Sydenham, Locke, and Boyle had much in common in their approach to acquiring knowledge of the natural world. They held similar views in epistemology and shared an admiration for Bacon. The question of who might have influenced whom has often been debated, since the results of their respective efforts in medicine, philosophy, and chemistry have been so far-reaching.
Sydenham’s philosophy was that of a skeptical physician: skeptical because he thought that human understanding is limited to observing and reasoning about experience and the data of the sensible world; physician because his philosophy was almost exclusively applied to improving medical practice, which made results of treatment the supreme test of the only kind of truth worth having. He was also an optimist, who believed such results to be within human grasp, assured by a nature that is the orderly instrument of a benevolent God.
In his studies of acute diseases, Sydenham began by propounding a method for treating fevers, and he hoped that this method would improve the uncertain and often bad effects of treatment current in his day. The simplicity and naiveté of these early efforts (1666 and 1668) were quickly apparent to him as the Great Plague of London, followed by severe epidemics of smallpox and by puzzling variations in the concurrent continued fevers, demonstrated that the hoped-for reform of therapeutics necessitated closer attention to the differences among diseases confronting him. Therefore, along with notes for a treatise on small-pox, and for a work on medical epistemology, Sydenham kept a notebook (Vaillant Manuscript, Royal College of Physicians, London) of clinical observations from 1669 to 1674. The outcome of this was his Observationes medicae circa morborum acutorum historiam et curationem (1676), his magnum opus.
In the preface to this work, Sydenham set forth his premises for more ambitious therapeutic reforms. These premises included his belief in the healing power of nature, nature’s orderly production of diseases by species, the need for a more refined delineation of the seasonal and annual variants of these diseases, the unknowability of the insensible causes, the possibility of deriving treatment from the observable phenomena of a disease, and the desirability of making repeated trials of treatment before declaring them effective. In the body of the text, Sydenham exemplified this therapeutic program with respect to acute, epidemic diseases; he paid special attention to one particular factor causing variations in these diseases from epidemic to epidemic. This was the epidemic “constitution,” a traditional concept that he had extensively revised.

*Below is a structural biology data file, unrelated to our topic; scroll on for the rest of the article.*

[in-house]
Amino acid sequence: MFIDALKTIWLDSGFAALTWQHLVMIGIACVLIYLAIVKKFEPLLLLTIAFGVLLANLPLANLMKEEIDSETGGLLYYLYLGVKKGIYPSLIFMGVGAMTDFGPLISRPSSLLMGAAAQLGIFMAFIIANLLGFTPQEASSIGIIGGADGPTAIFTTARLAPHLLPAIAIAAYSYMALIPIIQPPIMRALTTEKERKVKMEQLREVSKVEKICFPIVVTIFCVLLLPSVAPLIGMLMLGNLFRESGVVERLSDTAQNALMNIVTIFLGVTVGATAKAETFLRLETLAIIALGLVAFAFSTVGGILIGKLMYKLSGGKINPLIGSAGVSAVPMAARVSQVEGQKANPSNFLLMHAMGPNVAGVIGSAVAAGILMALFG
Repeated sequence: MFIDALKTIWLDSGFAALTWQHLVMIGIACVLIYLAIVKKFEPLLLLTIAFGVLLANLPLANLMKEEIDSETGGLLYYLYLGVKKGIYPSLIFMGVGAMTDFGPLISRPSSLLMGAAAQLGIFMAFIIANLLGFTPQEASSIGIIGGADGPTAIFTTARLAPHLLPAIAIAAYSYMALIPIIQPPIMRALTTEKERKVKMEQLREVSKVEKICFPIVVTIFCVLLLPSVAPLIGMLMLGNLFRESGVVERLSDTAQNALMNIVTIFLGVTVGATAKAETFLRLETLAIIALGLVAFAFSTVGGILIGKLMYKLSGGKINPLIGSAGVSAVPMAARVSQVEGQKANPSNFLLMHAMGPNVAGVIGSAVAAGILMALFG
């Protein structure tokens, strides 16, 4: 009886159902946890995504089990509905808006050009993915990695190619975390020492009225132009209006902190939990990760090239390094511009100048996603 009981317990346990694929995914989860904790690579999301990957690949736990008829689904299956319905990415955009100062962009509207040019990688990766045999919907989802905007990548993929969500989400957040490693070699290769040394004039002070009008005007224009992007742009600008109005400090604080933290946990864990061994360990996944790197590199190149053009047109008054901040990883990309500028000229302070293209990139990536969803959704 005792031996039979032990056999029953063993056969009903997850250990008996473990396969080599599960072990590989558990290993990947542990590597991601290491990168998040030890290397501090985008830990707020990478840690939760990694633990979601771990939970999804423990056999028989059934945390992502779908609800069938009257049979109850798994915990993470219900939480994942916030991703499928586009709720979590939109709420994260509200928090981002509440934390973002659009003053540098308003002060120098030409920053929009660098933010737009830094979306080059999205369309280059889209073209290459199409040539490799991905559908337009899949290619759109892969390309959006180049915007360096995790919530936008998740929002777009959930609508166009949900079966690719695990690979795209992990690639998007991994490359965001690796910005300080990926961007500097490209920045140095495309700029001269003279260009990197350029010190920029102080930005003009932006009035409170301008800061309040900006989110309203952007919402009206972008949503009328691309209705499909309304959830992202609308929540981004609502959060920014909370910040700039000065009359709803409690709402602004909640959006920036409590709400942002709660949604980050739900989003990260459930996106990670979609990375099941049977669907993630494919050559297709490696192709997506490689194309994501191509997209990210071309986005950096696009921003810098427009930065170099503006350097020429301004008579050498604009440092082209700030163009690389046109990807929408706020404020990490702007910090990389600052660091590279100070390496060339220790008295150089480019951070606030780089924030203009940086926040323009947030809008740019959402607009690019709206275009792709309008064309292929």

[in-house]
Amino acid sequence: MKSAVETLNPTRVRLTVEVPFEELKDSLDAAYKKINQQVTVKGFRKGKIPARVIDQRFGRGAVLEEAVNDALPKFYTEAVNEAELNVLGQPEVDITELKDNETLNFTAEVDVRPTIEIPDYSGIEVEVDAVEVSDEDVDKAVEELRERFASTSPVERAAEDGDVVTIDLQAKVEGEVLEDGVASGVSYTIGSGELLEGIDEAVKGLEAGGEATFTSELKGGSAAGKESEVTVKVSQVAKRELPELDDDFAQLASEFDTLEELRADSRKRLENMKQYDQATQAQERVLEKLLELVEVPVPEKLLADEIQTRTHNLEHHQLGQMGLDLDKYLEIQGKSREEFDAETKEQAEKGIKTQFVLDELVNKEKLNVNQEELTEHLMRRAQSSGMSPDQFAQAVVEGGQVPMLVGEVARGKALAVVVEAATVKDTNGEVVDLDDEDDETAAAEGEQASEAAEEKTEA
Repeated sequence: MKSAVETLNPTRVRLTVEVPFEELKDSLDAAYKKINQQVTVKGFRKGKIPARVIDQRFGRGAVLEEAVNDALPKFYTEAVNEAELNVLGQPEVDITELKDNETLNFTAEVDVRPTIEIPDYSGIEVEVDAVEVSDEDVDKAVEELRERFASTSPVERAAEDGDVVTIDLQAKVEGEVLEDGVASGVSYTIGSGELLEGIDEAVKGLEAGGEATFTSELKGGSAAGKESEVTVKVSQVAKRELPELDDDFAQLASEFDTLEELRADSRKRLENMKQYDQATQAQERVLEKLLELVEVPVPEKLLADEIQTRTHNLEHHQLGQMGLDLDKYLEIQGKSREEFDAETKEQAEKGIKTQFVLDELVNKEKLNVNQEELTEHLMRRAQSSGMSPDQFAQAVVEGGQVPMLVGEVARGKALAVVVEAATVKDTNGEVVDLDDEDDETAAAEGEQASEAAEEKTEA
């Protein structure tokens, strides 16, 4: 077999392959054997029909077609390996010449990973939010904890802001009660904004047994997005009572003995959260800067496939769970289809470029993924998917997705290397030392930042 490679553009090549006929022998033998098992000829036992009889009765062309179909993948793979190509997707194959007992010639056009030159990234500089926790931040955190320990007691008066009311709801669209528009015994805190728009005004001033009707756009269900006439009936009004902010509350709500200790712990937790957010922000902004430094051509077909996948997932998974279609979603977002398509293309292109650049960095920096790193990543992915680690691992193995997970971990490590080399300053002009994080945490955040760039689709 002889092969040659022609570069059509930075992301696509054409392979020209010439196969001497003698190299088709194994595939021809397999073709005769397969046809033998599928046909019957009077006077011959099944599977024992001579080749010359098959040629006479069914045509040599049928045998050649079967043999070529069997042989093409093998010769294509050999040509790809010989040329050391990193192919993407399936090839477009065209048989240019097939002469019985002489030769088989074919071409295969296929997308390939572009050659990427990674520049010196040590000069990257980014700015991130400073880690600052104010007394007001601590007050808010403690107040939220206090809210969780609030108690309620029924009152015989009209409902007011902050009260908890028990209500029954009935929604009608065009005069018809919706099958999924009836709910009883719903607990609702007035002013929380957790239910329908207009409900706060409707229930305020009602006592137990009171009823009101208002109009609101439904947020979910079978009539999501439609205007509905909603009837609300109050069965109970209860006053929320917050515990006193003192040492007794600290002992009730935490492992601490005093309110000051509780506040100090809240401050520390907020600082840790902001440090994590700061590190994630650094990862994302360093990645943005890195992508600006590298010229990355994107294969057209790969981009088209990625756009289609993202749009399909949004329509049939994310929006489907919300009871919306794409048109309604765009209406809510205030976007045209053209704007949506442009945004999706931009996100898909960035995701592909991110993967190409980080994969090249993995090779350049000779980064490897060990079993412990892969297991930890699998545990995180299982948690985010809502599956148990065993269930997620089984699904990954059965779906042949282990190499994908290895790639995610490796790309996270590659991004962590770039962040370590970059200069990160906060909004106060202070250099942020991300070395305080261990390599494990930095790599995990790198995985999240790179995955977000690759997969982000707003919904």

Sydenham’s effort to tie treatment deductively to the observable phenomena, and his concern for epidemic variations, gave an impetus to the more careful bedside observation of disease. Moreover, his insistence that diseases, like plants, have species, was suggestive to eighteenth-century nosographers like Linnaeus, Sauvages, and Cullen. But Sydenham’s strong emphasis on the healing power of nature, and methodical treatment designed to modulate that nature, created in his work a systematizing tendency that cast doubt on the need for specific diagnoses. Consequently, almost a century later, he could also be appealed to by such a systematist and vigorous antinosologist as Benjamin Rush, “The Sydenham of America.”
For almost two centuries after his death, however, it was particularly as a contributor to therapy that Sydenham acquired his reputation. It was his moderate treatment of smallpox, his use of cinchona, and his invention of liquid laudanum that came to symbolize his contributions to medicine. His renown came chiefly from the fact that he alleviated the suffering of the sick and made ill people well.
In the final decade of his life, Sydenham turned to apply his principles to the chronic diseases and produced a classic description of gout. By this time he had achieved eminence in the world of medical letters, both at home and in continental Europe, having become the “English Hippocrates.” Ironically, the only eponymous use of his name that still remains common, “Sydenham’s chorea,” refers to two paragraphs interjected in one of his treatises, more or less as an aside.
I. Original Works. Of the many editions of Sydenham’s published works, the best is the Opera omnia, William A. Greenhill, ed. (London, 1844; 2nd ed., 1846). It includes a bibliography of the Latin editions of all his writings into the nineteenth century. The standard English trans., The Works of Thomas Sydenham, M.D., 2 vols. (London, 1848), translated from the Latin ed. of Greenhill, with a biography of Sydenham by R. G. Latham, is not always reliable and should be compared with the Latin text, with the nearly contemporary trans. by John Pechey (London, 1696), and with that by John Swan (London, 1742).
A number of Sydenham’s MSS and documents relating to his life have been published. The largest collection of these is in Kenneth Dewhurst, Dr. Thomas Sydenham (1624–1689): His Life and Original Writings (London, 1966); this includes the controversial “De arte medica” and the “Anatomia,” in addition to “Theologia rationalis” and a number of medical fragments. More complete versions of these last works, with other material, are in the unpublished “Medical Observations by Thomas Sydenham” (the so-called Vaillant Manuscript), of various dates, in the library of the Royal College of Physicians, London. This MS is partially in Sydenham’s hand, and partially in Locke’s. Other literary remains of Sydenham, published and unpublished, are discussed by Dewhurst. See also the appendix to Bates, cited below.